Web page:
C’mon Lanson! Please use your undoubtedly strong brand, and your marketing budget, to do something a bit better and encourage the wine conversation. Oh, and while you are at it, you might like to improve your website – THAT is where you can reach out to wine experts and provide details of your winemaking.

Now, I wonder if there’s a name for the process of converting harsh, unapproachable advertising into well-rounded, consumer friendly material instead?

UPDATE 13:39 10/07/09: It occurs to me that really this is a classic error of selling Features not Benefits (loads of articles if you search, but this is a good one on selling the zaz.

COMMENTS: Thanks to all those who have commented on Facebook and on Twitter – it would be nice to pull some of that discussion together here too. Anyone?

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New list of UK wine blogs

Wine Blogger

Wine Blogger

I am starting my research to create a better list of all UK Wine Blogs, and eventually hope to include the Irish too. I posted my original list last year and I’ve found it a useful reference as I don’t know of many other such lists out there.

I hope it will be a useful resource for readers and those who want to engage with UK & Irish wine bloggers. I also plan to use it to meet new wine bloggers, maybe find out more about what makes them tick and what they hope to achieve. I might even publish some of this as interviews on this site.

Please take a look at the re-published, but as yet not updated, list which I have put together on a new static page on this site, entitled (funnily enough) Wine Blogs.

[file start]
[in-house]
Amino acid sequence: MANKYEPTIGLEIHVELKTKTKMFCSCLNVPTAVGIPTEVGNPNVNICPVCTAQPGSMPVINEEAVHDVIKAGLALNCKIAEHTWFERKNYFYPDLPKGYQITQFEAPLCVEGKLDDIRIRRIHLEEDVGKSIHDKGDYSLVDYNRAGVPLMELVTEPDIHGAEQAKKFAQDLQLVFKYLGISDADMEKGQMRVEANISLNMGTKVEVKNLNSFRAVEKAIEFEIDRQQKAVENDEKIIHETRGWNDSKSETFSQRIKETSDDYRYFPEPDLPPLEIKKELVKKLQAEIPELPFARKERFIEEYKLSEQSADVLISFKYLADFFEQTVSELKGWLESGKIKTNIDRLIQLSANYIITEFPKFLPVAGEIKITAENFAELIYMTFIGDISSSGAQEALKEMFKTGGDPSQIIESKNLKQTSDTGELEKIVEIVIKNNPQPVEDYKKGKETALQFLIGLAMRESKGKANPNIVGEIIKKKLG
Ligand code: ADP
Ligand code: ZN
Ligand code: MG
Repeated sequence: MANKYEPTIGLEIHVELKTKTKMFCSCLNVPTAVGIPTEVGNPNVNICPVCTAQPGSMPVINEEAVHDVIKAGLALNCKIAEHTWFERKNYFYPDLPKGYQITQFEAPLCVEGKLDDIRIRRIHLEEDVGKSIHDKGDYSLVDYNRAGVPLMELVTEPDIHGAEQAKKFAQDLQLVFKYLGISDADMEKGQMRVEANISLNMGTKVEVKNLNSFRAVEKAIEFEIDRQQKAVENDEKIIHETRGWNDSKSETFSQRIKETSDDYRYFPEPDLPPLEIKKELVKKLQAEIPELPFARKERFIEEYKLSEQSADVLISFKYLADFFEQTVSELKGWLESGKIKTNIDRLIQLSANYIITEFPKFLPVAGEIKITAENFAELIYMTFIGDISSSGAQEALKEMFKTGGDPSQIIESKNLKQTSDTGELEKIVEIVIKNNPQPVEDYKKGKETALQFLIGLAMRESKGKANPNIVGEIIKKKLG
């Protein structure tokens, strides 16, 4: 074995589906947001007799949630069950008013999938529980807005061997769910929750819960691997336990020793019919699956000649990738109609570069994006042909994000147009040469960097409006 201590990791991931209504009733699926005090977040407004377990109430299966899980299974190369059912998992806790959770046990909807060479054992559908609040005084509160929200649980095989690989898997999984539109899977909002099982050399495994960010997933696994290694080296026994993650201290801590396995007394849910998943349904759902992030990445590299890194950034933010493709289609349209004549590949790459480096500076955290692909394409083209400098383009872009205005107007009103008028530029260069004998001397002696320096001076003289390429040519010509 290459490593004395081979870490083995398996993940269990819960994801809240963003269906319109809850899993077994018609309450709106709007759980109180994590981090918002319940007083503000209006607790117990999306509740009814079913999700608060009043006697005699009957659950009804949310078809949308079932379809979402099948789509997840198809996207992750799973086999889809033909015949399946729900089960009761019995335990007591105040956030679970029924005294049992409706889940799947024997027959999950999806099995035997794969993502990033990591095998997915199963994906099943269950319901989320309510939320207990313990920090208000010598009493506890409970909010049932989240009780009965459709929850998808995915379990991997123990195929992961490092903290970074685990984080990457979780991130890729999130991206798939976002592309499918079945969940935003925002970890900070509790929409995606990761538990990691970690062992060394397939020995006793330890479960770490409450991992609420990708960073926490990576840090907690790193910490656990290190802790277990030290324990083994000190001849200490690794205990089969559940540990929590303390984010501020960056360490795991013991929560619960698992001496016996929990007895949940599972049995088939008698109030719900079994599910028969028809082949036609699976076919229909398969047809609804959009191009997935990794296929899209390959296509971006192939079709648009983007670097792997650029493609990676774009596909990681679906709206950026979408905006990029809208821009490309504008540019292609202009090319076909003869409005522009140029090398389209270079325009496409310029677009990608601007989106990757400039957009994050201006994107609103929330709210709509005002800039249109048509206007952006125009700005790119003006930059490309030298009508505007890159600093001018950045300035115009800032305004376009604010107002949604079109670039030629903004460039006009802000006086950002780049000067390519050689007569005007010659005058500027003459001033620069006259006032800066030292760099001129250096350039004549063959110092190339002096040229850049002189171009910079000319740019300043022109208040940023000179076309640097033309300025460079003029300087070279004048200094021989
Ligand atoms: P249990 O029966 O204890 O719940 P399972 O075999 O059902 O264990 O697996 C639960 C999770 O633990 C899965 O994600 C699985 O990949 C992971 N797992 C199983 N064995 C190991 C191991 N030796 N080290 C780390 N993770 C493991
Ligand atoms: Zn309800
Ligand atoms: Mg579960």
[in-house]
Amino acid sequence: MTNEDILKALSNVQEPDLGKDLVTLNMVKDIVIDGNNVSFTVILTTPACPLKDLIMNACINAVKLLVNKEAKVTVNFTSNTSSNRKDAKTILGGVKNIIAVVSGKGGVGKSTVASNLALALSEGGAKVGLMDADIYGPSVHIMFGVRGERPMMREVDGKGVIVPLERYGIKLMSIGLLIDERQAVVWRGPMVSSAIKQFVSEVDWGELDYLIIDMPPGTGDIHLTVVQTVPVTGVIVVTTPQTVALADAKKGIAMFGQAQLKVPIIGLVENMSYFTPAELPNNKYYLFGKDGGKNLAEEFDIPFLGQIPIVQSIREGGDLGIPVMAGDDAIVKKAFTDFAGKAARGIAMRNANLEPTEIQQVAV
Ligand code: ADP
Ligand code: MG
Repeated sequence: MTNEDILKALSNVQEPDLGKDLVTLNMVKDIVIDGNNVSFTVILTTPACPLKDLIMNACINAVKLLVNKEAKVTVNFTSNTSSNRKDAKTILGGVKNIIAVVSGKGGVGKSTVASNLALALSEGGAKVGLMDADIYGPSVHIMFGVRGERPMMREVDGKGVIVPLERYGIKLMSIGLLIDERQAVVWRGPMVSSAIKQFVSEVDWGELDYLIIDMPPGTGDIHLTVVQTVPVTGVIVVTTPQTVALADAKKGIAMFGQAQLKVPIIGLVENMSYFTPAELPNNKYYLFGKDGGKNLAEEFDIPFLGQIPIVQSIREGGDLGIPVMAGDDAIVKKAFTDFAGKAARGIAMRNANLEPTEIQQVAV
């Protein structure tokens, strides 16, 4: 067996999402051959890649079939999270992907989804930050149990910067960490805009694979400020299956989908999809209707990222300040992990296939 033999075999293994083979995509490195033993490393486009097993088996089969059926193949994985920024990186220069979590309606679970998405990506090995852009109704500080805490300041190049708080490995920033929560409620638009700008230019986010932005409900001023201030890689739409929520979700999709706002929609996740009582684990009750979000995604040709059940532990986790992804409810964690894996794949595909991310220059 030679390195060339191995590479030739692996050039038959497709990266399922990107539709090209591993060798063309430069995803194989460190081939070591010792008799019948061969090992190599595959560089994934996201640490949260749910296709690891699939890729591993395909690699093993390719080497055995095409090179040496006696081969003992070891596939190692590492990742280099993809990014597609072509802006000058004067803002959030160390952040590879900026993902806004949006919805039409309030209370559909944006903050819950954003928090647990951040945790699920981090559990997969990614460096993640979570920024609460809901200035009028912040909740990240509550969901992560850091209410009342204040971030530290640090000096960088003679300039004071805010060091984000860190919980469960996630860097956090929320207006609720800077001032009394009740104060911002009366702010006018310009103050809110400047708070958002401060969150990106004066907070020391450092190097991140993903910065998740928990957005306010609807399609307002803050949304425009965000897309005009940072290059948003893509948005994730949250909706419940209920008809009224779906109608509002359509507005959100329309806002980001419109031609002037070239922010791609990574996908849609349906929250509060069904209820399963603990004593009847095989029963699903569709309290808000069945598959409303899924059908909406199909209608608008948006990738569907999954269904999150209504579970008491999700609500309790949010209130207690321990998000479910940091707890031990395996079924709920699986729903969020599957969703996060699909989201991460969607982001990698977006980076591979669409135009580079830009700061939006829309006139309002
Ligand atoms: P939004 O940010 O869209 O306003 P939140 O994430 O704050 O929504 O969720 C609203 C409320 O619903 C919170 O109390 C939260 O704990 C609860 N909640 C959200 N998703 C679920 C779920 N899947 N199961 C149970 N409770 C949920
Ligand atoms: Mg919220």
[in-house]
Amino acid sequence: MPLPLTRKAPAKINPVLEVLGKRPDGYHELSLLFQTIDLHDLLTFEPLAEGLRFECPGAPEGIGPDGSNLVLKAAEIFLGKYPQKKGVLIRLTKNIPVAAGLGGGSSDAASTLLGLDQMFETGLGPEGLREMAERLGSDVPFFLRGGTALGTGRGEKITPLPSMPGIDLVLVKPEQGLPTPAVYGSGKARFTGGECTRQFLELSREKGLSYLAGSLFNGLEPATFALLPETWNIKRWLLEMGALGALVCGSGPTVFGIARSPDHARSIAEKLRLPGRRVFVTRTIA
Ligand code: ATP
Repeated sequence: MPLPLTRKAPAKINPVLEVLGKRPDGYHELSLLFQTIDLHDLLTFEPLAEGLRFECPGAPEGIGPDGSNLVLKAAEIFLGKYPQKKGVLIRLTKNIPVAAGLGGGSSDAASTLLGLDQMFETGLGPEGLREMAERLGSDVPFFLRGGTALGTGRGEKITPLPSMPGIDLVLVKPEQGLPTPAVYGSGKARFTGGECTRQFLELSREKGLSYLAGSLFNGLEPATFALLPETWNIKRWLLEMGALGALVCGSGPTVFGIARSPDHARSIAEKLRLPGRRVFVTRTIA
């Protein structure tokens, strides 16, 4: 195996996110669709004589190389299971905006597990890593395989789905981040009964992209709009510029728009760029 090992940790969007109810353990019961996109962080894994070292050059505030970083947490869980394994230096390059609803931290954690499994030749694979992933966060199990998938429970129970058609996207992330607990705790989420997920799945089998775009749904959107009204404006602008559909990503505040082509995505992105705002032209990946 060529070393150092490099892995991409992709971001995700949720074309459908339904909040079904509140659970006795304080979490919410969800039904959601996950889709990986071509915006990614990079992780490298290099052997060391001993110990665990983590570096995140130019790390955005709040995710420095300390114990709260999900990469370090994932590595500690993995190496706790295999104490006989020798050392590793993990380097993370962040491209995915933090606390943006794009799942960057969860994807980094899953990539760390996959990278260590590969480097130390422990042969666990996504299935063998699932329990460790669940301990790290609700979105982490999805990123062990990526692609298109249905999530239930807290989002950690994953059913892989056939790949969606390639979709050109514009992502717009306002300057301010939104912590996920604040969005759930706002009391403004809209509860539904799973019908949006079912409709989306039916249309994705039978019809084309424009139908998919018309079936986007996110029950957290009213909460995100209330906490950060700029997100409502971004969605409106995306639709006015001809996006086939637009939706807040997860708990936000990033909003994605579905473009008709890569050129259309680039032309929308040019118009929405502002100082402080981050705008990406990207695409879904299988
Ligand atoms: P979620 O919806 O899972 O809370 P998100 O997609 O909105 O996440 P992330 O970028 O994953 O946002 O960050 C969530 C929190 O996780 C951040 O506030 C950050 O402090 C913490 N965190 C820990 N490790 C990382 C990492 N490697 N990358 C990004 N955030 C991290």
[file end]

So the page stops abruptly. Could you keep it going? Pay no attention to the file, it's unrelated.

I know there is a lot of outdated information and many missing blogs. Leave me a comment here (the comments on the page aren’t working in this template) and I’ll use that to update the list. Feel free to leave me links to your blogs or maybe links to others that you read.

I particularly want to hear any ideas on how to break up the list into categories.

Oh, and if you are looking for a more general list of wine blogs around the world, you should check out

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New Wikio ranking for wine and beer

Drive By: Liquor, Wine, Beer
Image by karmablue via Flickr

Gastronomes no more, it seems wine and beer bloggers have something to cheer and cry over at the same time.

Starting this month (July 2009), Wikio, the news site, has decided to split its previous ranking of top “Gastronomy” blogs into separate food and wine & beer rankings. It means it will be easier to spot closely related blogs, but I must admit some fondness for the previous practice that helped to bring food & wine (& beer) blogs together where they should be (see a previous post here).

So, without further ado, here is advanced notice of the top 25 Wine & Beer blogs in the UK & Ireland for July, but remember to read on below for some thoughts and Wikio’s answers to some of my questions:

1 Spittoon
2 Brew Wales
3 Pete Brown’s Blog
4 jamie goode’s wine blog
5 The Wine Conversation
6 Stonch’s Beer Blog
7 Tandleman’s Beer Blog
8 Pencil & Spoon
9 Sour Grapes
10 Bubble Brothers
11 Bibendum Wine
12 Bordeaux-Undiscovered
13 Drinking Outside The Box
14 Bordoverview Blog
15 Tyson’s Beer Blog
16 Robert Francis Wine
17 Irish Wine Contemplations
18 Barry’s Wine Notes & Memories